Property developer Johnny Ronan has slammed a “scandalous” decision to overturn planning permission granted to increase the height of two apartment blocks in Dublin’s docklands.
The High Court today overturned, on consent, An Bord Pleanála’s permission for the increased height of two blocks of apartments in a development by Spencer Place Development Company, which is owned by Ronan Group Real Estate.
Mr Ronan described it as a “completely unnecessary legal action” which will delay the delivery of 548 “badly needed” residential units - including 47 social housing units - during a housing crisis.
The development comprises of more than 500 apartments/co-living spaces.
Construction work on the site has now been completely halted following the decision.
Dublin City Council brought proceedings against An Bord Pleanála over the board’s December 2019 decision to permit height increase in the development, being carried out by a company owned by Mr Ronan, in the North Lotts/Grand Canal strategic development zone (SDZ) of the north Dublin docklands.
The council had opposed the height increases from seven to 13 storeys in relation to one block and from seven to 11 for the second.
The matter will now go back to the Board for reconsideration, Mr Justice Denis McDonald directed.
“This is all based on a technicality. It can be easily rectified but they’ve stopped construction now and added millions to the cost,” Mr Ronan said.
“It is after causing havoc with employees on site. I would go as far as to describe it as a scandal.
“The election was all about housing... this shows why the planning system is broken.”
A spokesperson for Spencer Place Development Company described the action by DCC as “regrettable.”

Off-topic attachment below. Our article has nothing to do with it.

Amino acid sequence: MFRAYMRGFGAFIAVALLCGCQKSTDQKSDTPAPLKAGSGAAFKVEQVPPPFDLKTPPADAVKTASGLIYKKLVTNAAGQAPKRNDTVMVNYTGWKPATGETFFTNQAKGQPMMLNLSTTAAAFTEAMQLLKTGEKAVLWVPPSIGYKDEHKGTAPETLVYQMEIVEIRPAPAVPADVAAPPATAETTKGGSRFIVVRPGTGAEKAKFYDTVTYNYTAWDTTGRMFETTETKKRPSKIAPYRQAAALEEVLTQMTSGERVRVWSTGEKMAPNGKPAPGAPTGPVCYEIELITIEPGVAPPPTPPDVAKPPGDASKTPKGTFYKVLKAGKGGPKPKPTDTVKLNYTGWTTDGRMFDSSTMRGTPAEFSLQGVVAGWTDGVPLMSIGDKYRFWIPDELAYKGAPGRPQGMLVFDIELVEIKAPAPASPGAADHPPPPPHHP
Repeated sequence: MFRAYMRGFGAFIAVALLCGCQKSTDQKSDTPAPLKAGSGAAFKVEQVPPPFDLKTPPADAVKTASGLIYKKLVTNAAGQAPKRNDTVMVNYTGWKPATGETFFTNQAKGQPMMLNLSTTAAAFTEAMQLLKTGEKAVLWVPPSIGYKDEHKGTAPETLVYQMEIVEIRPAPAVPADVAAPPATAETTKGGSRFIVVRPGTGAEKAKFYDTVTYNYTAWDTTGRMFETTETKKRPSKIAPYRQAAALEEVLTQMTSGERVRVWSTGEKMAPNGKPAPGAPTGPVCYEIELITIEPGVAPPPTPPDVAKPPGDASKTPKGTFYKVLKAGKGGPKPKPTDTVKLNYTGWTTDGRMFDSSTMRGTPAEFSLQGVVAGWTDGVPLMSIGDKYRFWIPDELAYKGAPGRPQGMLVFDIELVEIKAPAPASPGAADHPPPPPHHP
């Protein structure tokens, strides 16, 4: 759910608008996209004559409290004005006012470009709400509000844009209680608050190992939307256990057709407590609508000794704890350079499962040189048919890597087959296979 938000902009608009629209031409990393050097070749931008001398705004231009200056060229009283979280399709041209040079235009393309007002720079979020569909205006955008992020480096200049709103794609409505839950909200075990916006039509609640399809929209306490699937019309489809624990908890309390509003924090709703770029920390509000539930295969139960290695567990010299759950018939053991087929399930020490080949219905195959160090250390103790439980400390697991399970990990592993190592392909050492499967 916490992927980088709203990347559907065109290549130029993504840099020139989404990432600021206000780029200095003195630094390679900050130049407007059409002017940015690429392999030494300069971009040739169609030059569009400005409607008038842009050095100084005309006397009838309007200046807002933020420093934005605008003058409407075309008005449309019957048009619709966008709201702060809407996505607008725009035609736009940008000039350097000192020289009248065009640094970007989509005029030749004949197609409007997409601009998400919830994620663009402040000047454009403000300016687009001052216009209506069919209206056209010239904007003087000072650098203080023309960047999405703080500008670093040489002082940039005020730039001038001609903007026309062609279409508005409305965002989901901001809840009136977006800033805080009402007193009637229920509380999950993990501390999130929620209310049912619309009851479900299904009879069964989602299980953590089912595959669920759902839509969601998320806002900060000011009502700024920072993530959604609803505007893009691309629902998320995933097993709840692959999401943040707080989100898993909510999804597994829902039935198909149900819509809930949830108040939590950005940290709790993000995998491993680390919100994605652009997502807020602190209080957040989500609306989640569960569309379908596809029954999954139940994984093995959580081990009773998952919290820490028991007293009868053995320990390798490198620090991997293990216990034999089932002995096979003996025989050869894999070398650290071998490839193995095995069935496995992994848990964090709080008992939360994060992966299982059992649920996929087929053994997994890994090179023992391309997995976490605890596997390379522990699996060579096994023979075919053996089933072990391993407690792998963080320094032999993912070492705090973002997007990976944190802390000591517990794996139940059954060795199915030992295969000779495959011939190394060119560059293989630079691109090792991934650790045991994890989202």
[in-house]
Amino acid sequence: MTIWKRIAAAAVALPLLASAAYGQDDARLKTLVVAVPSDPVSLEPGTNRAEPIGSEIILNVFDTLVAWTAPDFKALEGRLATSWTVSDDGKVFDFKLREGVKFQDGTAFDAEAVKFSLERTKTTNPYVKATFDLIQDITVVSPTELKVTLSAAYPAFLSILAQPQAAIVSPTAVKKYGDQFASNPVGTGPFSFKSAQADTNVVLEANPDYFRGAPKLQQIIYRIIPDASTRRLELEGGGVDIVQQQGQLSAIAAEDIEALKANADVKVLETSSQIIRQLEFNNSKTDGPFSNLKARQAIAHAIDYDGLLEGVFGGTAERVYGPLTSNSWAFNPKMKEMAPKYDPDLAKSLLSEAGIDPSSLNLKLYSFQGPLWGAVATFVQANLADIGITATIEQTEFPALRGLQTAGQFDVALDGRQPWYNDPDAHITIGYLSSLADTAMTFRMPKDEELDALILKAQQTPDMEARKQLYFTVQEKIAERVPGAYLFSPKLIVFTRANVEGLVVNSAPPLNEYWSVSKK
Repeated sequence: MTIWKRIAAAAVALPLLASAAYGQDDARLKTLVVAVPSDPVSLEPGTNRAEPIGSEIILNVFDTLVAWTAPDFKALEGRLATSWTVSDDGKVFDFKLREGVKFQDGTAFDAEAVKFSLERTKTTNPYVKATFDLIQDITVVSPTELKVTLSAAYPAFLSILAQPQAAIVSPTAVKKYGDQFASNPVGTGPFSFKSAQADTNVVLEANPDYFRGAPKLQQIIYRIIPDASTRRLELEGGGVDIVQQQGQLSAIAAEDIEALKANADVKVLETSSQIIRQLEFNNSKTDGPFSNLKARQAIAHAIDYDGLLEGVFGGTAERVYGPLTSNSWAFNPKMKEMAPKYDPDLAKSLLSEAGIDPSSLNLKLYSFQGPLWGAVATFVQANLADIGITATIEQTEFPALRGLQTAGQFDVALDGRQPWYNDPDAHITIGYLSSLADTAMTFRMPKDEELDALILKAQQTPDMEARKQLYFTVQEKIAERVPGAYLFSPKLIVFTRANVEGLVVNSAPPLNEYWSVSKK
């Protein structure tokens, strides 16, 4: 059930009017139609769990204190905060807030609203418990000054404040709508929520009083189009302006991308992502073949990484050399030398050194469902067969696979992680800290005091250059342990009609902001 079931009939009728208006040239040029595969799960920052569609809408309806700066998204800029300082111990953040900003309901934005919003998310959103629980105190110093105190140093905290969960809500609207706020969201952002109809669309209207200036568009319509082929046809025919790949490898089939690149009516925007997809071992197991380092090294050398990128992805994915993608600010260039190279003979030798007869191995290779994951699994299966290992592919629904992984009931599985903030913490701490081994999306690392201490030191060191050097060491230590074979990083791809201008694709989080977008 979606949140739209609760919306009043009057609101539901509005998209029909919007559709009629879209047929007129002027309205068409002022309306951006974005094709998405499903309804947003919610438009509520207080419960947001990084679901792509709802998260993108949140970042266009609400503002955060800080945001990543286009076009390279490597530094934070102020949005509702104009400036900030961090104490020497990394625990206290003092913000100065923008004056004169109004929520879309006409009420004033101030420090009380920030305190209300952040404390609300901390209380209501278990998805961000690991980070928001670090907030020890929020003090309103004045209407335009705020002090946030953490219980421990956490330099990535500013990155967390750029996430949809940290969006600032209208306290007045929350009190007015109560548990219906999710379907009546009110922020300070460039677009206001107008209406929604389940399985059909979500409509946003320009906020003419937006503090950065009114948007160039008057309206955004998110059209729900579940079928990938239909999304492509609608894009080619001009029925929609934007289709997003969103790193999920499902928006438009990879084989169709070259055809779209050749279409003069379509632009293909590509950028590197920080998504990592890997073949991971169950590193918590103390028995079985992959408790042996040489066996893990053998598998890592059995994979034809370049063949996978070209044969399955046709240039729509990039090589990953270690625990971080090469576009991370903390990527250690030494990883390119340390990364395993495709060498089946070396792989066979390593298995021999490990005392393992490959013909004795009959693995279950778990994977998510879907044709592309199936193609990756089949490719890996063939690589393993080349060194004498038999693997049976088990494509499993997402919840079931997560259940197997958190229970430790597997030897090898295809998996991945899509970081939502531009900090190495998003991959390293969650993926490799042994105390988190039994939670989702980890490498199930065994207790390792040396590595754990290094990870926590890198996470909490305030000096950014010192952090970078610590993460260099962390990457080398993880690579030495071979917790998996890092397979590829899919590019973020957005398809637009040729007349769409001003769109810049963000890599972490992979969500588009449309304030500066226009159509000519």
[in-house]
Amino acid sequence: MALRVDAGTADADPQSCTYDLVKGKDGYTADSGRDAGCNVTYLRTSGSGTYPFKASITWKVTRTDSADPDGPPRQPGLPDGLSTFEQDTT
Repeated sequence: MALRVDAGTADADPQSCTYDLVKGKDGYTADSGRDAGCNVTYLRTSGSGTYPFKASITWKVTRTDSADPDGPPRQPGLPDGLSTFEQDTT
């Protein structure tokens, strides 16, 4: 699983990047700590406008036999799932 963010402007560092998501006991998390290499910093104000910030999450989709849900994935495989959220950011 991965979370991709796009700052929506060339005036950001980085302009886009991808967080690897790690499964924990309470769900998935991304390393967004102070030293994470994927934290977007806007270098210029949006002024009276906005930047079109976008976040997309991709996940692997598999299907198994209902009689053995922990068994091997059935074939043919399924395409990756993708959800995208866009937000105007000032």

“Every unit built is part of the solution but the Council has created a problem where there was none.
“Dublin City Council’s express function is ‘to enhance the city’s attraction as a place in which to invest, to work, to live and to visit.’
“The application of the Local Authority’s time and resources in initiating a costly High Court Action against An Bord Pleanála – funded by ratepayers and taxpayers – flies in the face of this. It makes Dublin a less attractive place to invest, and a more difficult place in which to live.
“People have a right to expect better from Dublin City Council, and the planning process. This is a perverse outcome”.
The council argued the SDZ planning scheme for the lands only permits heights of up to ten storeys.
It was also argued an SDZ can only be amended through a process that includes a fresh round of public consultation.
After the council refused permission, Mr Ronan’s company appealled to An Bord Pleanála which overruled its own inspector’s recommendation and gave the go ahead to increase one block from seven to 13 storeys and a second block from seven to 11.
The council then initiated judicial review proceedings last month challenging the Board’s decision.
The reconsideration of the matter now has to be completed within six weeks.
On Thursday, Mr Justice Denis McDonald was told the parties had agreed orders could be made on consent.